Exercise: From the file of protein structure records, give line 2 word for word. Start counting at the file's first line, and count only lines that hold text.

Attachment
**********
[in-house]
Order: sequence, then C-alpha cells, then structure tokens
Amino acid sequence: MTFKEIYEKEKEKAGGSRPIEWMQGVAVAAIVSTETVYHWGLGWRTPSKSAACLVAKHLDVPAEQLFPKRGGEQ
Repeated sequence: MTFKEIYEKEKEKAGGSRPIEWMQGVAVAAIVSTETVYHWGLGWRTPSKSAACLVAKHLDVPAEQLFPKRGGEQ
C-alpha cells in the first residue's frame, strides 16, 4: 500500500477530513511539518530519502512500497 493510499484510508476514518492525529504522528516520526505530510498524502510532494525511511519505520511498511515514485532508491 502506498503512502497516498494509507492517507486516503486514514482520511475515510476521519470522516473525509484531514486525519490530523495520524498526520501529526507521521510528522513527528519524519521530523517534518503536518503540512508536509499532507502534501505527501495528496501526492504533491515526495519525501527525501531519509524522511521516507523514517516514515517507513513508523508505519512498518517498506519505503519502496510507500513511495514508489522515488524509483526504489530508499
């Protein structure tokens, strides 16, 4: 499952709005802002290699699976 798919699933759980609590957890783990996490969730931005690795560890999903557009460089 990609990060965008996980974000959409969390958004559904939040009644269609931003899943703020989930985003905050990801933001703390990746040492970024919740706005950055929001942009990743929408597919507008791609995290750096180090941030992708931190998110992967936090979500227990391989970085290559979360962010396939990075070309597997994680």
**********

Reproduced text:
Order: sequence, then C-alpha cells, then structure tokens